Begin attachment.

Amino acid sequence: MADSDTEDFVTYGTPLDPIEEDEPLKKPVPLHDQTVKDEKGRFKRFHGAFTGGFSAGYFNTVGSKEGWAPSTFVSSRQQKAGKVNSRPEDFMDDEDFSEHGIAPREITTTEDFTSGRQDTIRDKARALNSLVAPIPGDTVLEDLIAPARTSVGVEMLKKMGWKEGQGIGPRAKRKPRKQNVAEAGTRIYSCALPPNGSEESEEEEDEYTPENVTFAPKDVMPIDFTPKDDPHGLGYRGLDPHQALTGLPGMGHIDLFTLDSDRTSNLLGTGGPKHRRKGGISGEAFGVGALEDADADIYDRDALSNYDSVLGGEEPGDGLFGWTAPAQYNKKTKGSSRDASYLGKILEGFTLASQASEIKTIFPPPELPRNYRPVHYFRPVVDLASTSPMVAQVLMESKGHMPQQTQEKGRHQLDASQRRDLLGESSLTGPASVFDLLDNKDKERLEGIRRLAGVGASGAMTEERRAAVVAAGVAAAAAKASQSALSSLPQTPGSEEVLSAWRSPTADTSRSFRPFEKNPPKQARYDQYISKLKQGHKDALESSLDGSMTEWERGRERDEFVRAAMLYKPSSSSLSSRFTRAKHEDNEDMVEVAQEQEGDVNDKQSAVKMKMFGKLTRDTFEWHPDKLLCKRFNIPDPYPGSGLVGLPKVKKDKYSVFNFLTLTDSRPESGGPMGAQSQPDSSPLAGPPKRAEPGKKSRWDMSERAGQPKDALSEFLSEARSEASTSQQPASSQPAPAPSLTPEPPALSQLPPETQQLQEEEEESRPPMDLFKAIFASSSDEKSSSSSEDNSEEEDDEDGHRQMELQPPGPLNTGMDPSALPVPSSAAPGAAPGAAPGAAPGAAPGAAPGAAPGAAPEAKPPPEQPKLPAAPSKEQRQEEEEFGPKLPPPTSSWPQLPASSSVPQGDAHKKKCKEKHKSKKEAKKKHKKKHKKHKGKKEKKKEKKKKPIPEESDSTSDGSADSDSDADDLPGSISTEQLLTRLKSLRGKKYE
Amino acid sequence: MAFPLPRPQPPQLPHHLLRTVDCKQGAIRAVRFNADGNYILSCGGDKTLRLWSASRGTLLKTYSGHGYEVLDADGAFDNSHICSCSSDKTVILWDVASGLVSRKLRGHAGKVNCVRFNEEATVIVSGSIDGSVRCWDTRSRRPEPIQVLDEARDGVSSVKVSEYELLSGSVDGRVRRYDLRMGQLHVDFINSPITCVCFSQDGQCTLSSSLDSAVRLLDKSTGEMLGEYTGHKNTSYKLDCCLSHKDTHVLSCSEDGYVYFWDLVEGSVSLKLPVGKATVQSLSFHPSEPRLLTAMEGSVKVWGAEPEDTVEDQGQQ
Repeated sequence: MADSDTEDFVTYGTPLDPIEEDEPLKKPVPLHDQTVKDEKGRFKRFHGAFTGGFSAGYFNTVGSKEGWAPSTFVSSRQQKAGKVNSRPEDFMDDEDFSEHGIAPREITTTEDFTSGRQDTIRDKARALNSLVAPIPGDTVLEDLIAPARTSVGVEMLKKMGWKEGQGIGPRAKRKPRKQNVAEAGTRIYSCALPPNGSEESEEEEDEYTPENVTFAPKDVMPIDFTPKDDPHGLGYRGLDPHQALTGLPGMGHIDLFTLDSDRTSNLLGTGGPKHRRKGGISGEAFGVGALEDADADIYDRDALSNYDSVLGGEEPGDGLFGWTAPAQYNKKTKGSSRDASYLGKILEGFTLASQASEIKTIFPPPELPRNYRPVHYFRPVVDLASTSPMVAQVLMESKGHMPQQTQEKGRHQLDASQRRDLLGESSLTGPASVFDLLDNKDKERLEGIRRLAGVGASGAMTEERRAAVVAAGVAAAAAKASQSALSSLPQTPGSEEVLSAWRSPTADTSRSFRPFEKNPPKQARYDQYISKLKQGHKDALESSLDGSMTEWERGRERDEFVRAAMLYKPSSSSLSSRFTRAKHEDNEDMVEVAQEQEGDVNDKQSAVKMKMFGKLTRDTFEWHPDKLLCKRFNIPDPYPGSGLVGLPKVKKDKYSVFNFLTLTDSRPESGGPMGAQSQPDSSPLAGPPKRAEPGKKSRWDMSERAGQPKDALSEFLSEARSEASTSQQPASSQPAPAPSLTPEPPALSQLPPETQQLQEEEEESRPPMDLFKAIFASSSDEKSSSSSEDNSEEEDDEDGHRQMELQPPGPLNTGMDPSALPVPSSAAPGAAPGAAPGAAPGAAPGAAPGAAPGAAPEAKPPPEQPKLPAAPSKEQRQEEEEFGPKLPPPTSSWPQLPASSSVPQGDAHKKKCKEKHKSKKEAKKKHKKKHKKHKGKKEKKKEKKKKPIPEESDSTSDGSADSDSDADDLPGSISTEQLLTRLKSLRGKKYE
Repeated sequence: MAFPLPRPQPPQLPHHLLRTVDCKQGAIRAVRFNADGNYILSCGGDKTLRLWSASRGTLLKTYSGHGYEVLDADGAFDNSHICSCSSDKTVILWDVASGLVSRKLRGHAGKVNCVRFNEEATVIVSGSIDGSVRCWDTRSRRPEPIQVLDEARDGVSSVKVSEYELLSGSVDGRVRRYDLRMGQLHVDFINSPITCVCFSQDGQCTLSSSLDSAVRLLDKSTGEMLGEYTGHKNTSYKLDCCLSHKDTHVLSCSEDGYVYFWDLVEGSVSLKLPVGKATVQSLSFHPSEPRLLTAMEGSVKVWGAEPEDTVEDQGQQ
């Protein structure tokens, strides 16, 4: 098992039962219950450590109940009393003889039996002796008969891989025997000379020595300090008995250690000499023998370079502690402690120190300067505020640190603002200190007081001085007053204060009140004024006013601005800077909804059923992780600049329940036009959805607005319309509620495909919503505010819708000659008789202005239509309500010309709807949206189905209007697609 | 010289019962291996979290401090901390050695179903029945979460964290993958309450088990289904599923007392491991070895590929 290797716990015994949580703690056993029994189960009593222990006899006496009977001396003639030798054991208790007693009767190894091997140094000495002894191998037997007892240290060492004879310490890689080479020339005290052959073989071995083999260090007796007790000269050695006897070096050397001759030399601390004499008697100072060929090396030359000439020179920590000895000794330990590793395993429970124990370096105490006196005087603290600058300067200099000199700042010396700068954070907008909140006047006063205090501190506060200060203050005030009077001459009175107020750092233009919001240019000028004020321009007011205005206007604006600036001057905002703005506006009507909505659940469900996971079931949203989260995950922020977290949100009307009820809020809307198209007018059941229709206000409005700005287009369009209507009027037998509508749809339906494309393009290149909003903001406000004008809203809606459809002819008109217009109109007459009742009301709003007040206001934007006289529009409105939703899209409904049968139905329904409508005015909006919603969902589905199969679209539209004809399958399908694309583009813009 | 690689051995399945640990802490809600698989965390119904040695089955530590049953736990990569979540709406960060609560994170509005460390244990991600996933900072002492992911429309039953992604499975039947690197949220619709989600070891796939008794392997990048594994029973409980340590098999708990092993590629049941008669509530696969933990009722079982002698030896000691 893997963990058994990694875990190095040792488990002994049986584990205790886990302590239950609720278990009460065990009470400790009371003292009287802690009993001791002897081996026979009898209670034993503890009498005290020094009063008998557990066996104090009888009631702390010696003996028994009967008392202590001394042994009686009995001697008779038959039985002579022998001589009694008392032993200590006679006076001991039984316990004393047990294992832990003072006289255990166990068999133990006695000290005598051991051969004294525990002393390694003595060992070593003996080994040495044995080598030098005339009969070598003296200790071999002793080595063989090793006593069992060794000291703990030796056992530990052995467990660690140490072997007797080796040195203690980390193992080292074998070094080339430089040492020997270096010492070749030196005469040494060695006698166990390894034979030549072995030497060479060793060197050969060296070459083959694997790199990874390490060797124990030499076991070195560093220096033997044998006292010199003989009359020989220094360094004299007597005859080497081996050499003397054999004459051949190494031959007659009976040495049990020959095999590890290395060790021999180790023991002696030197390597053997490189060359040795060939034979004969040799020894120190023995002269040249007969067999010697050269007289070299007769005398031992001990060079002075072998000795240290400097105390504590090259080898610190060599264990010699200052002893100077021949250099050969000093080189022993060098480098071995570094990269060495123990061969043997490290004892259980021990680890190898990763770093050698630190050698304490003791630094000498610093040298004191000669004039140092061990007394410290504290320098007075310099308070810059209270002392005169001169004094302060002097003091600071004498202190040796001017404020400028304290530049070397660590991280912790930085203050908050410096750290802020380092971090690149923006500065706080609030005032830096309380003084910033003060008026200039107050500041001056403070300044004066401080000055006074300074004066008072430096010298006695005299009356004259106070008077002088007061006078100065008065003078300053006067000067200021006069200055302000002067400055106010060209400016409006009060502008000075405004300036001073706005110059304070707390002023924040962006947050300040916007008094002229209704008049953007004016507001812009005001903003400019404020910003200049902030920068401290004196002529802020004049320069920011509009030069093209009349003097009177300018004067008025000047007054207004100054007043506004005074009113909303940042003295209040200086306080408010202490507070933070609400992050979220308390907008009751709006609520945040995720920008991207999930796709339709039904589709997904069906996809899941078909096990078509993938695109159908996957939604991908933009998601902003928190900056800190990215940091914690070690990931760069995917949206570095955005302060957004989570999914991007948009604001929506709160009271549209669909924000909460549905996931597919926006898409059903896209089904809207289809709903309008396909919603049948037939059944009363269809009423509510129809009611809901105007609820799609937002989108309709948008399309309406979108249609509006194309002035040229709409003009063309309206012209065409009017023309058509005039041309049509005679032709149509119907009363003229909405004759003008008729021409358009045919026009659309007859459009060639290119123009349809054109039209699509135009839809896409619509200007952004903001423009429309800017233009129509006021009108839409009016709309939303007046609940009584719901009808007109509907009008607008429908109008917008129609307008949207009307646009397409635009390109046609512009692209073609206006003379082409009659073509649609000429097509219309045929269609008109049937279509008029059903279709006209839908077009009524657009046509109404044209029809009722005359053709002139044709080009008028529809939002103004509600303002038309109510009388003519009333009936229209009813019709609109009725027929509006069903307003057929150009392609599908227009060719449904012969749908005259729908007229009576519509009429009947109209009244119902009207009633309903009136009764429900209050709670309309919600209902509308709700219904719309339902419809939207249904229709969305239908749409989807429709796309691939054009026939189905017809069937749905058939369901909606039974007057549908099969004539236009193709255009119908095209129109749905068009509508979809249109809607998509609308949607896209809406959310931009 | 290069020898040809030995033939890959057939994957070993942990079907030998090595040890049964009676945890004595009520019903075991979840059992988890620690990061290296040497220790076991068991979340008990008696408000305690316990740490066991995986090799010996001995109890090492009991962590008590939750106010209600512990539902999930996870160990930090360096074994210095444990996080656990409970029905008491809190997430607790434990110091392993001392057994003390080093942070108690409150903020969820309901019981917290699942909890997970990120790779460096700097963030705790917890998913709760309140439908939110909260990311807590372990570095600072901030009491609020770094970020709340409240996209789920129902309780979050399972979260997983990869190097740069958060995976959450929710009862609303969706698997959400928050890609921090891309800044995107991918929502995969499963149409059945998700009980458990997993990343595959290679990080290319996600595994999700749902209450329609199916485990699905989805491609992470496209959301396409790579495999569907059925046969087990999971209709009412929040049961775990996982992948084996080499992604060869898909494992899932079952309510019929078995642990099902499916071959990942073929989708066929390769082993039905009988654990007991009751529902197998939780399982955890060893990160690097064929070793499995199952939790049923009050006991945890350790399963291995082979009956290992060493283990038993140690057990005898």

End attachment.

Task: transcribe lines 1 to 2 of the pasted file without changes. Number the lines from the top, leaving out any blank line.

Amino acid sequence: MADSDTEDFVTYGTPLDPIEEDEPLKKPVPLHDQTVKDEKGRFKRFHGAFTGGFSAGYFNTVGSKEGWAPSTFVSSRQQKAGKVNSRPEDFMDDEDFSEHGIAPREITTTEDFTSGRQDTIRDKARALNSLVAPIPGDTVLEDLIAPARTSVGVEMLKKMGWKEGQGIGPRAKRKPRKQNVAEAGTRIYSCALPPNGSEESEEEEDEYTPENVTFAPKDVMPIDFTPKDDPHGLGYRGLDPHQALTGLPGMGHIDLFTLDSDRTSNLLGTGGPKHRRKGGISGEAFGVGALEDADADIYDRDALSNYDSVLGGEEPGDGLFGWTAPAQYNKKTKGSSRDASYLGKILEGFTLASQASEIKTIFPPPELPRNYRPVHYFRPVVDLASTSPMVAQVLMESKGHMPQQTQEKGRHQLDASQRRDLLGESSLTGPASVFDLLDNKDKERLEGIRRLAGVGASGAMTEERRAAVVAAGVAAAAAKASQSALSSLPQTPGSEEVLSAWRSPTADTSRSFRPFEKNPPKQARYDQYISKLKQGHKDALESSLDGSMTEWERGRERDEFVRAAMLYKPSSSSLSSRFTRAKHEDNEDMVEVAQEQEGDVNDKQSAVKMKMFGKLTRDTFEWHPDKLLCKRFNIPDPYPGSGLVGLPKVKKDKYSVFNFLTLTDSRPESGGPMGAQSQPDSSPLAGPPKRAEPGKKSRWDMSERAGQPKDALSEFLSEARSEASTSQQPASSQPAPAPSLTPEPPALSQLPPETQQLQEEEEESRPPMDLFKAIFASSSDEKSSSSSEDNSEEEDDEDGHRQMELQPPGPLNTGMDPSALPVPSSAAPGAAPGAAPGAAPGAAPGAAPGAAPGAAPEAKPPPEQPKLPAAPSKEQRQEEEEFGPKLPPPTSSWPQLPASSSVPQGDAHKKKCKEKHKSKKEAKKKHKKKHKKHKGKKEKKKEKKKKPIPEESDSTSDGSADSDSDADDLPGSISTEQLLTRLKSLRGKKYE
Amino acid sequence: MAFPLPRPQPPQLPHHLLRTVDCKQGAIRAVRFNADGNYILSCGGDKTLRLWSASRGTLLKTYSGHGYEVLDADGAFDNSHICSCSSDKTVILWDVASGLVSRKLRGHAGKVNCVRFNEEATVIVSGSIDGSVRCWDTRSRRPEPIQVLDEARDGVSSVKVSEYELLSGSVDGRVRRYDLRMGQLHVDFINSPITCVCFSQDGQCTLSSSLDSAVRLLDKSTGEMLGEYTGHKNTSYKLDCCLSHKDTHVLSCSEDGYVYFWDLVEGSVSLKLPVGKATVQSLSFHPSEPRLLTAMEGSVKVWGAEPEDTVEDQGQQ